This post is long. I usually like splitting stories up into short, digestible posts, but I left this a long one to document the rich experiences I had in just one day in Cambodia. I think this was the best day I’ve had on this bike tour.
Money Gift and Corruption
As I left Vantha after breakfast, I gave him $20. He said, “I’m not looking for money.” I told him it was a gift. With 4 kids and making $2 per day, I figured he needed it more than me.
When I returned to Laurence and Gisella’s caravan to retrieve my stuff that I left with them for the night, Laurence and I got talking about corruption and money in Cambodia. He’s refused to pay the standard $2 stamping fee bribe at the borders because he doesn’t want to support the corruption. Laurence even refused to pay the $20 entrance fee to Angkor Wat because he realizes that when a Cambodian makes $2 per day, $20 is highly overpriced and he’s sure the money’s not going to preserving the site. When tourists willingly pay the fee, it confirms Cambodians’ beliefs that foreigners have endless cash.
I started feeling bad for giving money to Vantha. White foreigner throwing his money around. And Vantha is 15-20 years older than me — was my charity insulting coming from a younger guy?
I suited up in my tight cycling gear while some farmers started looking at my map. They were intrigued by where different countries and cities were. They were also really interested in the foreigner’s sunscreen that I was putting on my face and arms. I offered them some, and one farmer had a blast putting it on his nose. It was a big laugh for everyone.
Vantha had asked me to visit his school, so I stopped by on my way out. It was weird. I sat in the teacher’s lounge as the principal asked me questions. His main interest was girls. “In your country you can sleep in the same room as your sweetheart?” I said yes. “Ohhhh. In Cambodia you must be married to your sweetheart to fuck.” The combination of “sweetheart” and “fuck” was shocking. He made it clear that he preferred the sweetheart rules in the US, “I want to go to your country tomorrow. You can find me some girls.” I told him yes, of course; I’ll be back in a month, but you should go tomorrow, Horny Principal, and wait for me.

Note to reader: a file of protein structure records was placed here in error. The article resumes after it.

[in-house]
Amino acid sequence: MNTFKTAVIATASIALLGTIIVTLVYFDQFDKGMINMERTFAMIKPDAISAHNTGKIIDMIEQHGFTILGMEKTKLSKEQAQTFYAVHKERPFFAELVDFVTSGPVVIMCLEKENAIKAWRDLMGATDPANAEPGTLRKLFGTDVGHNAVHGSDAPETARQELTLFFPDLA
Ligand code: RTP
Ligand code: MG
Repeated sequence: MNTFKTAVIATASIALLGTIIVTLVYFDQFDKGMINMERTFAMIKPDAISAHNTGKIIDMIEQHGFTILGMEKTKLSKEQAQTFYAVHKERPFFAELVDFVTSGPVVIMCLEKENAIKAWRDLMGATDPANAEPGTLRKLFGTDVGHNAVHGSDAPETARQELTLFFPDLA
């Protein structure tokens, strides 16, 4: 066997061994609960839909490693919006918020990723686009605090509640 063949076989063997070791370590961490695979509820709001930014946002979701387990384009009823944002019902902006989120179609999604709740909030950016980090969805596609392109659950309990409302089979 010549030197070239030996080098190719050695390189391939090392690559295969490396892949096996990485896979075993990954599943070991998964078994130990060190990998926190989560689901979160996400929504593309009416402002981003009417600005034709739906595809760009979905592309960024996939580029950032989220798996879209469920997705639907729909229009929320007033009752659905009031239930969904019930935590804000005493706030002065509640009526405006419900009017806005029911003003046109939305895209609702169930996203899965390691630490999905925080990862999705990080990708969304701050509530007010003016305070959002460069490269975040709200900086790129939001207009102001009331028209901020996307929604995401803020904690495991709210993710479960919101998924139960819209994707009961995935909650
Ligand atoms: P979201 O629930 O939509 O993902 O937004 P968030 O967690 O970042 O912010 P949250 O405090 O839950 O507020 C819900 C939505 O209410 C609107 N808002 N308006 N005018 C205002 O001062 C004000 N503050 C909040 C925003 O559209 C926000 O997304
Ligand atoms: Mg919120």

I got to Kampong Cham, a big town, and found some Western food. Seriously y’all, Western food is really awesome. It sucks eating instant noodles, pork fat, and meal of bones. Cheeseburgers and banana pancakes with chocolate are much better.
Then I tried finding the continuation of the small road along the Mekong river towards Kratie. My GPS showed that I was right at the turn off for the road, but all I saw was dirt. I wandered around for a while, and then decided to plunge into the dirt.
I followed faintly worn paths for a while, and took some wrong turns. Farmers shouted at me to turn around, and pointed me in the right direction. I looped through corn fields, slid through sand, and pulled my bike through mud pits until I finally found a wide, red clay road. It’s the journey, not the destination, right y’all? (Sometimes when I’m really hating a road, I say this corny saying to myself. It takes my mind off of hating the journey, so I can channel all my hate to this phrase).
Volleyball is a surprisingly popular sport in Cambodia. Volleyball courts are set up in the dirt everywhere and there’s usually a game going on. On my ride I passed a 2-versus-1 game, so I stopped and joined in. I could hold my own, but they were really good. A few times I blocked the ball at the net. I felt like Volleyball Shaq. At the end, I bought cans of soda for my volleyball friends.